|H||Habits||This should be filled in after the goal has been reached. What new habits do I need to maintain in order to sustain my growth? Like the other components of the GROWTH goal setting approach, identifying new habits is a very important part of achieving a goal.|
From L. Anderson, D.W. Midura and D.R. Glover, Team Building Through Physical Challenges: A Complete Toolkit with web resource, 2nd ed (Champaign, IL. Human Kinetics, 2020)
Again, this is a very brief description of our G.R.O.W.T.H. Goal Setting approach but it should provide the basis of what it’s all about. The bottom line is, the emphasis needs to be placed on the social-emotional behaviors needed to actually reach a goal. According to CASEL’s definition, “Social and emotional learning (SEL) is the process through which children and adults understand and manage emotions, set and achieve positive goals, feel and show empathy for others, establish and maintain positive relationships, and make responsible decisions”
The Skills Needed to Achieve a Goal Must Be Taught
Yes, it’s important to write a good goal, but what good is it going to do if we don’t take time to reflect and track progress? What good is it going to do if we can’t manage our emotions when frustration sets in, so we quit? What good is a strong goal when we don’t make responsible decisions that require discipline, problem solving, and perseverance?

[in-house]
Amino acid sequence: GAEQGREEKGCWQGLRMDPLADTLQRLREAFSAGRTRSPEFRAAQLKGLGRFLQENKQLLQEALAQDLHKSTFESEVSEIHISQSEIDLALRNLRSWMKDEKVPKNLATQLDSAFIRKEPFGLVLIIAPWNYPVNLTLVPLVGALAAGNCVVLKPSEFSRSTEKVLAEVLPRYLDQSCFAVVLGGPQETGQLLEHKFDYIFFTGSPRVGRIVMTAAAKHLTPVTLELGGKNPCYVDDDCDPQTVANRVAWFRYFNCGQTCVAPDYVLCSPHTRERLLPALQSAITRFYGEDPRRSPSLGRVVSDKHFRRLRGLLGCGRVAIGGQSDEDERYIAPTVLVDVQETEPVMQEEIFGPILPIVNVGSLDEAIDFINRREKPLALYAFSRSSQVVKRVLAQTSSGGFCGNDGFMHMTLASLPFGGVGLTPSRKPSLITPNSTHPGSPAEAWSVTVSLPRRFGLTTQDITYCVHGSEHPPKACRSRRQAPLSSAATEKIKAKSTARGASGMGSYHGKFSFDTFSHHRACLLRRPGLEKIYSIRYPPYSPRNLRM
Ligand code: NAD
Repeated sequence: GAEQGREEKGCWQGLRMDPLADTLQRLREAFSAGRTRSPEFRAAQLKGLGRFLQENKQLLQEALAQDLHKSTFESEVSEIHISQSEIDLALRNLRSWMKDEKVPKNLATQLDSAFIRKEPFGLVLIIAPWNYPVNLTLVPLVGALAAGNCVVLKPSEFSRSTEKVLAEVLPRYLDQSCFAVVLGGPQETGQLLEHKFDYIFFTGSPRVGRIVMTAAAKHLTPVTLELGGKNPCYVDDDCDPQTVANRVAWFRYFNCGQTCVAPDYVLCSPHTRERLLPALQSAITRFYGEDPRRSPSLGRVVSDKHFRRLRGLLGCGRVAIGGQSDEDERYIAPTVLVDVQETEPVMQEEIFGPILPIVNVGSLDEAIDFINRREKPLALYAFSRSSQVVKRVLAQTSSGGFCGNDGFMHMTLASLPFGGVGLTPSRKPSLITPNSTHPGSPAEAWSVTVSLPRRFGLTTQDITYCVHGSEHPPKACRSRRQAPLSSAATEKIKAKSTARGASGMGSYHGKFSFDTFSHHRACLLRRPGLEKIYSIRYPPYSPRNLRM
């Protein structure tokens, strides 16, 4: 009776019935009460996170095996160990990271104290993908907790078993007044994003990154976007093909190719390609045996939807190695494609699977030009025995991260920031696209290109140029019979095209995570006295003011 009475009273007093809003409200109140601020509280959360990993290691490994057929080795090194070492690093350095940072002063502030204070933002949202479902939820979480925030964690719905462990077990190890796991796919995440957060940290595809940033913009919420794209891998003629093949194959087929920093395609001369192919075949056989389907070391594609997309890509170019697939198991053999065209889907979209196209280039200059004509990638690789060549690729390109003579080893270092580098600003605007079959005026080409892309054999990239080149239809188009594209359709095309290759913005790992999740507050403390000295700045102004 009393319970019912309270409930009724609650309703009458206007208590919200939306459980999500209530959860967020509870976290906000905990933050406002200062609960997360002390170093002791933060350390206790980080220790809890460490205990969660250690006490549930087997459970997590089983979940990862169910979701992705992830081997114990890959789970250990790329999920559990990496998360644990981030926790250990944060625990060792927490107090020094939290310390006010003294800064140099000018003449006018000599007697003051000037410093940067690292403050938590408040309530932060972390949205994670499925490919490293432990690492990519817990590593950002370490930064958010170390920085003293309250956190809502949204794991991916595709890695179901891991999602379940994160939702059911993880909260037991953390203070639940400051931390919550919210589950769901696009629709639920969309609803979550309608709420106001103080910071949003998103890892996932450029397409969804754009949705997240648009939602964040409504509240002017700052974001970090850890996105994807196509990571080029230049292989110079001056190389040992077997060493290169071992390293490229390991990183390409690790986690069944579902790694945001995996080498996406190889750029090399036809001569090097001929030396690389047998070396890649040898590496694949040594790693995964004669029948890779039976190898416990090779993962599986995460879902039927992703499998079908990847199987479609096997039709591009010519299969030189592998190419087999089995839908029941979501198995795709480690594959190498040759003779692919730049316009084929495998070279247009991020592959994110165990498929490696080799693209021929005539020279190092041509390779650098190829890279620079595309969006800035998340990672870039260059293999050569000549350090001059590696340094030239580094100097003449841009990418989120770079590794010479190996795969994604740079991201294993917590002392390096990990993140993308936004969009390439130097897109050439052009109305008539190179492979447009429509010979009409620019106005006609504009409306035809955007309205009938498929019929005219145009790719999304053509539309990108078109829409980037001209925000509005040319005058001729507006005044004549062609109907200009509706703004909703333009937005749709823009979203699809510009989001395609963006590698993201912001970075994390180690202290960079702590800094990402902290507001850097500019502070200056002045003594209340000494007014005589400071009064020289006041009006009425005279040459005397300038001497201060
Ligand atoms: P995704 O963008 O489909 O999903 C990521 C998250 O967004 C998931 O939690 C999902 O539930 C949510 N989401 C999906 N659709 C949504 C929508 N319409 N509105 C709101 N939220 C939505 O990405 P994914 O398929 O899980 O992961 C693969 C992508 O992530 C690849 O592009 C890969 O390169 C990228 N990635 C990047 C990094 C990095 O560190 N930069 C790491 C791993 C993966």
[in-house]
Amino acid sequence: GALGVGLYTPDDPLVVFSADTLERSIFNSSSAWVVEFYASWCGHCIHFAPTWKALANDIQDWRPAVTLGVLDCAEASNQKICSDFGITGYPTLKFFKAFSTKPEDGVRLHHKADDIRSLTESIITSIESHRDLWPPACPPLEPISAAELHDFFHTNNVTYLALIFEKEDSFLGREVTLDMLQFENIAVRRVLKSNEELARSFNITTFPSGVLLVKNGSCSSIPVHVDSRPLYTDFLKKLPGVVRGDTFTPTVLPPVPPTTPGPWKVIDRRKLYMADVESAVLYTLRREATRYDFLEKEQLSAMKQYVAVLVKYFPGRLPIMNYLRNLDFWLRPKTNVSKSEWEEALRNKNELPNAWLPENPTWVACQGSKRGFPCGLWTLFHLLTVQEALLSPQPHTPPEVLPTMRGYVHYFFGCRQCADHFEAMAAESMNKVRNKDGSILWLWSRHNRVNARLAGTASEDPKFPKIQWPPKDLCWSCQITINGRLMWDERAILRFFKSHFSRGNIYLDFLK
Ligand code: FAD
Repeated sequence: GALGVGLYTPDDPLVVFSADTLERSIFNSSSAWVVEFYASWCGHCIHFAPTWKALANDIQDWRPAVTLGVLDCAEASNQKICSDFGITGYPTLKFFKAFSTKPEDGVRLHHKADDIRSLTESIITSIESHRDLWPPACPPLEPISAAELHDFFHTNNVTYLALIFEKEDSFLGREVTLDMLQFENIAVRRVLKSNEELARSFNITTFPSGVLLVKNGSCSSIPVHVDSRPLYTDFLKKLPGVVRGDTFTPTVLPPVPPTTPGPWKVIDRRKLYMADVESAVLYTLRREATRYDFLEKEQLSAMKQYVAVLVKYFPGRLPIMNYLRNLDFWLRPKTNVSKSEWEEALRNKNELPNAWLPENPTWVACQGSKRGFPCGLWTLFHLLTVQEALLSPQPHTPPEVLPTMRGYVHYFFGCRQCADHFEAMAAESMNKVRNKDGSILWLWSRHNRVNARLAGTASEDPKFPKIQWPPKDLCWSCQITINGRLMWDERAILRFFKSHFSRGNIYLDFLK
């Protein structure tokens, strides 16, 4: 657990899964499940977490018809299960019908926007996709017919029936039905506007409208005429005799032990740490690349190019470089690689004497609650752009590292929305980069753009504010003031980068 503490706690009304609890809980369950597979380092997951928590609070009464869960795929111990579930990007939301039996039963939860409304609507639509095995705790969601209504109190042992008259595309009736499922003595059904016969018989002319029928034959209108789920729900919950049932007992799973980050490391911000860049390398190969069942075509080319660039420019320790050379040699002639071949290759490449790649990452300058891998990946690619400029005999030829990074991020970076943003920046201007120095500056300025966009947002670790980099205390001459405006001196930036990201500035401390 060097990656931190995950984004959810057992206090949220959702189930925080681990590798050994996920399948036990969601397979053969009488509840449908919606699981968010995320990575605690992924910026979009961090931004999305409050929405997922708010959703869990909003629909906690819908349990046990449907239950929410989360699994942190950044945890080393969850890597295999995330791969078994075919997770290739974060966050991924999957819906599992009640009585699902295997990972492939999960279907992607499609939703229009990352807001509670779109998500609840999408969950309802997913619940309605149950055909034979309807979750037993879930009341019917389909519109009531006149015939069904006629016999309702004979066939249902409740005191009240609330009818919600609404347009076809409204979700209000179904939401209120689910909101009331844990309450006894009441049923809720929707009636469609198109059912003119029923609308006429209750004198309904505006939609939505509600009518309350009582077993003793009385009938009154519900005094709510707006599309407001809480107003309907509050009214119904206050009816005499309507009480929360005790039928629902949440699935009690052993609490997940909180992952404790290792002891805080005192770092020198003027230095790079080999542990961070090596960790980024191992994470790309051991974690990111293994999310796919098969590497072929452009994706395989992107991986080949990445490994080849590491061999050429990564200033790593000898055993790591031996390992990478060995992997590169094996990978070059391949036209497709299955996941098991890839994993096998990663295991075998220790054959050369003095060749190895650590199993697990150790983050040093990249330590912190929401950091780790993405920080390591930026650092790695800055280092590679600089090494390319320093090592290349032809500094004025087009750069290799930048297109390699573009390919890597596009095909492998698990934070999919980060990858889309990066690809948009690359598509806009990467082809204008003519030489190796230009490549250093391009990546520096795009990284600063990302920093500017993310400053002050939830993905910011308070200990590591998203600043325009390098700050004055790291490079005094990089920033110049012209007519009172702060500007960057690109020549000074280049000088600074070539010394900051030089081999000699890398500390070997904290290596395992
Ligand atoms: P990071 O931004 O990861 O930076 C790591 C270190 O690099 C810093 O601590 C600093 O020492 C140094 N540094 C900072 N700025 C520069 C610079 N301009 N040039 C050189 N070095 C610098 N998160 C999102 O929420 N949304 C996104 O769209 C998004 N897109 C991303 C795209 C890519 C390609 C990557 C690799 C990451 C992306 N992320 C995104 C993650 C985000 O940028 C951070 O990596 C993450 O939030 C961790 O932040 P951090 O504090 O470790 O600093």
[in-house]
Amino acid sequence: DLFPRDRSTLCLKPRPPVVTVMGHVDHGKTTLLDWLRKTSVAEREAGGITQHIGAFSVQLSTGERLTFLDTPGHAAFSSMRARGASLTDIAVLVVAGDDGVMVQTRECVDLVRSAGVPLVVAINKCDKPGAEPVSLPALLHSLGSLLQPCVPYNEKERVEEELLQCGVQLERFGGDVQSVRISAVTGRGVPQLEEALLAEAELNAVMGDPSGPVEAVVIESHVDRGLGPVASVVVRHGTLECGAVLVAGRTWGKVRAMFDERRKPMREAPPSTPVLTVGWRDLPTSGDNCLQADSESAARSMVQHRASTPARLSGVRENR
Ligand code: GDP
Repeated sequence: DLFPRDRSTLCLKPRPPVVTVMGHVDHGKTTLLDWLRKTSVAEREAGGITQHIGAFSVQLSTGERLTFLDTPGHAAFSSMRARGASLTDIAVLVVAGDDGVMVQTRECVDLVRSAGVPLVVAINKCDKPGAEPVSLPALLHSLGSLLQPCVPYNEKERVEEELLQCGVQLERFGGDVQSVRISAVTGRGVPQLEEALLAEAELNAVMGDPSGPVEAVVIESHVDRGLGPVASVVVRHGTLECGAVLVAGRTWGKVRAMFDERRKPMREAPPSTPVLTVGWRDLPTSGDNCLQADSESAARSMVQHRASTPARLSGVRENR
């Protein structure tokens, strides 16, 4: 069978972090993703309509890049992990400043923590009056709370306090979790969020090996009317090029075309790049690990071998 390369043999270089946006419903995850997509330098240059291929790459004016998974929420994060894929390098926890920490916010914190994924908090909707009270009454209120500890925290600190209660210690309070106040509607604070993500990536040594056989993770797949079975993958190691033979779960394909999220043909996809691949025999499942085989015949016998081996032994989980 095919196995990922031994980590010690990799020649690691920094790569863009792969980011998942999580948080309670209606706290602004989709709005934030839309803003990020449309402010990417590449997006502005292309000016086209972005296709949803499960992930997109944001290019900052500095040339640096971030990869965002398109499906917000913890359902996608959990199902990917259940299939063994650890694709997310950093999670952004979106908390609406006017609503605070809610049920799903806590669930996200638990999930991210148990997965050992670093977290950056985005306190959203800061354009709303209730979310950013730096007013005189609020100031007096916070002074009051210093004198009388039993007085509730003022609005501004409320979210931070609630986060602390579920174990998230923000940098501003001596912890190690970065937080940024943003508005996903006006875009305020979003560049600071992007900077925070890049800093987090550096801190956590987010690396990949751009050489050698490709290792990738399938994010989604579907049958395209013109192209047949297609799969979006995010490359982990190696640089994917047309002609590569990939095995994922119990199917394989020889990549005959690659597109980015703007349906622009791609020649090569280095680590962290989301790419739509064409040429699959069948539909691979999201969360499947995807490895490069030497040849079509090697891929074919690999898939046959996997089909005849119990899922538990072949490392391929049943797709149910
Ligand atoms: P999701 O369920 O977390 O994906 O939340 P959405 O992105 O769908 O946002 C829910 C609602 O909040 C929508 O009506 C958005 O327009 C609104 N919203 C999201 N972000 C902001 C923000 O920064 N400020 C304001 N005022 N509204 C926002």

Reaching goals involves an emotional journey that requires hard work, discipline, and sacrifice. Explicitly teaching the necessary social emotional behaviors along with being intentional about providing reflection time to track progress are key differences between setting a good goal and actually achieving it.
For more information on how to specifically teach these skills as well as the G.R.O.W.T.H. Goal Setting process, please see our books Team Building Through Physical Challenges: A Complete Toolkit and Building Character, Community and a Growth Mindset in Physical Education. Co-Authors Leigh Anderson and Don Glover are available for workshops focusing on the following topics: Team Building, Social Emotional Learning, Character, and Community Building. Please contact Leigh Anderson at firstname.lastname@example.org for more information.